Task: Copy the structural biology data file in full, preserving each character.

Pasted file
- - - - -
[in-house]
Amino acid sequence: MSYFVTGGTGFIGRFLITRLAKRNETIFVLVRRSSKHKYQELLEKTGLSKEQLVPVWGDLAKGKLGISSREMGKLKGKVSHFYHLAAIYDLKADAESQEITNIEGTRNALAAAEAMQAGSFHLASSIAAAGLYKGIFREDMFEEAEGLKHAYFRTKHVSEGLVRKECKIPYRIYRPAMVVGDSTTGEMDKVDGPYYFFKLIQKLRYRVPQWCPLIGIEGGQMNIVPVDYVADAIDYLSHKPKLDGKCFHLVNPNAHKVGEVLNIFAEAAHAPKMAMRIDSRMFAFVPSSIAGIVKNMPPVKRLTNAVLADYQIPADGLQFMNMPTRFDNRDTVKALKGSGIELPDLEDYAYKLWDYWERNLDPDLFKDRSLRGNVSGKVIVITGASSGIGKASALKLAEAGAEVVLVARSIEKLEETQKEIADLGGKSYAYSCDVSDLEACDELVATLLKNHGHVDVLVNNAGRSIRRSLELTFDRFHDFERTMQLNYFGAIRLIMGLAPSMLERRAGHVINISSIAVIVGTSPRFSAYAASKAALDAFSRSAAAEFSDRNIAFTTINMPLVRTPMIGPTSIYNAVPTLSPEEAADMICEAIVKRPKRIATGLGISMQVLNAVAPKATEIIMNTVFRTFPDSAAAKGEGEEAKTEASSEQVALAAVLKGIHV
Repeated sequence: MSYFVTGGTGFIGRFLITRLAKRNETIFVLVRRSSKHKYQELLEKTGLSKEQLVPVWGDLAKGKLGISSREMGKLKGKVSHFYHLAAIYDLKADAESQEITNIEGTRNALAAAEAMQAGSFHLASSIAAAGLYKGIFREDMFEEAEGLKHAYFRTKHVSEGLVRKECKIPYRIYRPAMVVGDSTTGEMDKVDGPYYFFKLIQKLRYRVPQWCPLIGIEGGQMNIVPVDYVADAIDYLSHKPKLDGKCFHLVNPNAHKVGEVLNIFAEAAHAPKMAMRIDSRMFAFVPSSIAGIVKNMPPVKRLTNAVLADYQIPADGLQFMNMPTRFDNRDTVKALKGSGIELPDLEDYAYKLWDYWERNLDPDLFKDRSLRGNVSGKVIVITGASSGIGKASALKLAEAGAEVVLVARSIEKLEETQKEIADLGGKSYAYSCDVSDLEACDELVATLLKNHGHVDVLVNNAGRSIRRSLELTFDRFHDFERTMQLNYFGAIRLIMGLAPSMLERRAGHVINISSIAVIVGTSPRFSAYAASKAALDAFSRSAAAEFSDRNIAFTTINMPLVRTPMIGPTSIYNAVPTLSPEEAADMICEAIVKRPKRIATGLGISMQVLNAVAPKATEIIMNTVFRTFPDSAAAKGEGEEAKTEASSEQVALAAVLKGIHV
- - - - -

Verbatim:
[in-house]
Amino acid sequence: MSYFVTGGTGFIGRFLITRLAKRNETIFVLVRRSSKHKYQELLEKTGLSKEQLVPVWGDLAKGKLGISSREMGKLKGKVSHFYHLAAIYDLKADAESQEITNIEGTRNALAAAEAMQAGSFHLASSIAAAGLYKGIFREDMFEEAEGLKHAYFRTKHVSEGLVRKECKIPYRIYRPAMVVGDSTTGEMDKVDGPYYFFKLIQKLRYRVPQWCPLIGIEGGQMNIVPVDYVADAIDYLSHKPKLDGKCFHLVNPNAHKVGEVLNIFAEAAHAPKMAMRIDSRMFAFVPSSIAGIVKNMPPVKRLTNAVLADYQIPADGLQFMNMPTRFDNRDTVKALKGSGIELPDLEDYAYKLWDYWERNLDPDLFKDRSLRGNVSGKVIVITGASSGIGKASALKLAEAGAEVVLVARSIEKLEETQKEIADLGGKSYAYSCDVSDLEACDELVATLLKNHGHVDVLVNNAGRSIRRSLELTFDRFHDFERTMQLNYFGAIRLIMGLAPSMLERRAGHVINISSIAVIVGTSPRFSAYAASKAALDAFSRSAAAEFSDRNIAFTTINMPLVRTPMIGPTSIYNAVPTLSPEEAADMICEAIVKRPKRIATGLGISMQVLNAVAPKATEIIMNTVFRTFPDSAAAKGEGEEAKTEASSEQVALAAVLKGIHV
Repeated sequence: MSYFVTGGTGFIGRFLITRLAKRNETIFVLVRRSSKHKYQELLEKTGLSKEQLVPVWGDLAKGKLGISSREMGKLKGKVSHFYHLAAIYDLKADAESQEITNIEGTRNALAAAEAMQAGSFHLASSIAAAGLYKGIFREDMFEEAEGLKHAYFRTKHVSEGLVRKECKIPYRIYRPAMVVGDSTTGEMDKVDGPYYFFKLIQKLRYRVPQWCPLIGIEGGQMNIVPVDYVADAIDYLSHKPKLDGKCFHLVNPNAHKVGEVLNIFAEAAHAPKMAMRIDSRMFAFVPSSIAGIVKNMPPVKRLTNAVLADYQIPADGLQFMNMPTRFDNRDTVKALKGSGIELPDLEDYAYKLWDYWERNLDPDLFKDRSLRGNVSGKVIVITGASSGIGKASALKLAEAGAEVVLVARSIEKLEETQKEIADLGGKSYAYSCDVSDLEACDELVATLLKNHGHVDVLVNNAGRSIRRSLELTFDRFHDFERTMQLNYFGAIRLIMGLAPSMLERRAGHVINISSIAVIVGTSPRFSAYAASKAALDAFSRSAAAEFSDRNIAFTTINMPLVRTPMIGPTSIYNAVPTLSPEEAADMICEAIVKRPKRIATGLGISMQVLNAVAPKATEIIMNTVFRTFPDSAAAKGEGEEAKTEASSEQVALAAVLKGIHV